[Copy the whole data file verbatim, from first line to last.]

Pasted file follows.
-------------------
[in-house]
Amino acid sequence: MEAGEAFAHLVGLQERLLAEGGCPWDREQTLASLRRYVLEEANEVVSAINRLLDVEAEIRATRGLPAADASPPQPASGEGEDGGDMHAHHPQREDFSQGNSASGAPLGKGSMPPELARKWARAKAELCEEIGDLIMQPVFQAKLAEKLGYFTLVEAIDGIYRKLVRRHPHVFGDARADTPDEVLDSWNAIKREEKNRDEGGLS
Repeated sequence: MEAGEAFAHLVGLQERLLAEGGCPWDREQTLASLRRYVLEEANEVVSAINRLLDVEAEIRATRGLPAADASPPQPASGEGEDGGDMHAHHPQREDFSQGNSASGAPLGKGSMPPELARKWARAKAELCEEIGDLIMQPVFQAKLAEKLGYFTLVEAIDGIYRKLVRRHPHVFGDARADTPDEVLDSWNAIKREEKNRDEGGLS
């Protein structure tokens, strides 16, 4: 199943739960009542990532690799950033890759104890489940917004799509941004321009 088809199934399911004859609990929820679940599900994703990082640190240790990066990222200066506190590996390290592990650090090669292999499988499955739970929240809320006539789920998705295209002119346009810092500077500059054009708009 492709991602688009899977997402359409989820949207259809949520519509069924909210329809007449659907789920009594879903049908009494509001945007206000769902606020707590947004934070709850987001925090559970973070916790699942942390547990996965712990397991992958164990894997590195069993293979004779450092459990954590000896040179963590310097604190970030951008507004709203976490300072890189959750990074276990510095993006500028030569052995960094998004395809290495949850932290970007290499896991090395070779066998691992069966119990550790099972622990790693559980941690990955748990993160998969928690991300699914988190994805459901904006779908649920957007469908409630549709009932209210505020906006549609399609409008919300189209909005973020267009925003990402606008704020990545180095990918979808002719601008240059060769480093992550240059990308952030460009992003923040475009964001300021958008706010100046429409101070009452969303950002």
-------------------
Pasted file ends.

[in-house]
Amino acid sequence: MEAGEAFAHLVGLQERLLAEGGCPWDREQTLASLRRYVLEEANEVVSAINRLLDVEAEIRATRGLPAADASPPQPASGEGEDGGDMHAHHPQREDFSQGNSASGAPLGKGSMPPELARKWARAKAELCEEIGDLIMQPVFQAKLAEKLGYFTLVEAIDGIYRKLVRRHPHVFGDARADTPDEVLDSWNAIKREEKNRDEGGLS
Repeated sequence: MEAGEAFAHLVGLQERLLAEGGCPWDREQTLASLRRYVLEEANEVVSAINRLLDVEAEIRATRGLPAADASPPQPASGEGEDGGDMHAHHPQREDFSQGNSASGAPLGKGSMPPELARKWARAKAELCEEIGDLIMQPVFQAKLAEKLGYFTLVEAIDGIYRKLVRRHPHVFGDARADTPDEVLDSWNAIKREEKNRDEGGLS
């Protein structure tokens, strides 16, 4: 199943739960009542990532690799950033890759104890489940917004799509941004321009 088809199934399911004859609990929820679940599900994703990082640190240790990066990222200066506190590996390290592990650090090669292999499988499955739970929240809320006539789920998705295209002119346009810092500077500059054009708009 492709991602688009899977997402359409989820949207259809949520519509069924909210329809007449659907789920009594879903049908009494509001945007206000769902606020707590947004934070709850987001925090559970973070916790699942942390547990996965712990397991992958164990894997590195069993293979004779450092459990954590000896040179963590310097604190970030951008507004709203976490300072890189959750990074276990510095993006500028030569052995960094998004395809290495949850932290970007290499896991090395070779066998691992069966119990550790099972622990790693559980941690990955748990993160998969928690991300699914988190994805459901904006779908649920957007469908409630549709009932209210505020906006549609399609409008919300189209909005973020267009925003990402606008704020990545180095990918979808002719601008240059060769480093992550240059990308952030460009992003923040475009964001300021958008706010100046429409101070009452969303950002």